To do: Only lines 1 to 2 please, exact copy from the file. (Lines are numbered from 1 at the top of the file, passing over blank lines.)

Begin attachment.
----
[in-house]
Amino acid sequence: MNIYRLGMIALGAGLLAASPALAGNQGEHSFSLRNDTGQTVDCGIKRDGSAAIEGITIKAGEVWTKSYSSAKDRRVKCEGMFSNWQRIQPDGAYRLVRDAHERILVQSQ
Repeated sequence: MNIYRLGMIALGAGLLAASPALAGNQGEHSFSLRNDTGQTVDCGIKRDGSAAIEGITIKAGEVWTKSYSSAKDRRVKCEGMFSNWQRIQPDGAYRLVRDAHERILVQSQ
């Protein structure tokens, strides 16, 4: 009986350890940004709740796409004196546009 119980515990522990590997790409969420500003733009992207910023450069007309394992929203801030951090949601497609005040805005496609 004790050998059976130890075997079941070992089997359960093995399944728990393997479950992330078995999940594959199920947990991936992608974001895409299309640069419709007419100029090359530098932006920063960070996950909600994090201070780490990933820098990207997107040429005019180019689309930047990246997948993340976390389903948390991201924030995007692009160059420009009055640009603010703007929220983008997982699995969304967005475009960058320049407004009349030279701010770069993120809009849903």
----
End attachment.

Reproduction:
[in-house]
Amino acid sequence: MNIYRLGMIALGAGLLAASPALAGNQGEHSFSLRNDTGQTVDCGIKRDGSAAIEGITIKAGEVWTKSYSSAKDRRVKCEGMFSNWQRIQPDGAYRLVRDAHERILVQSQ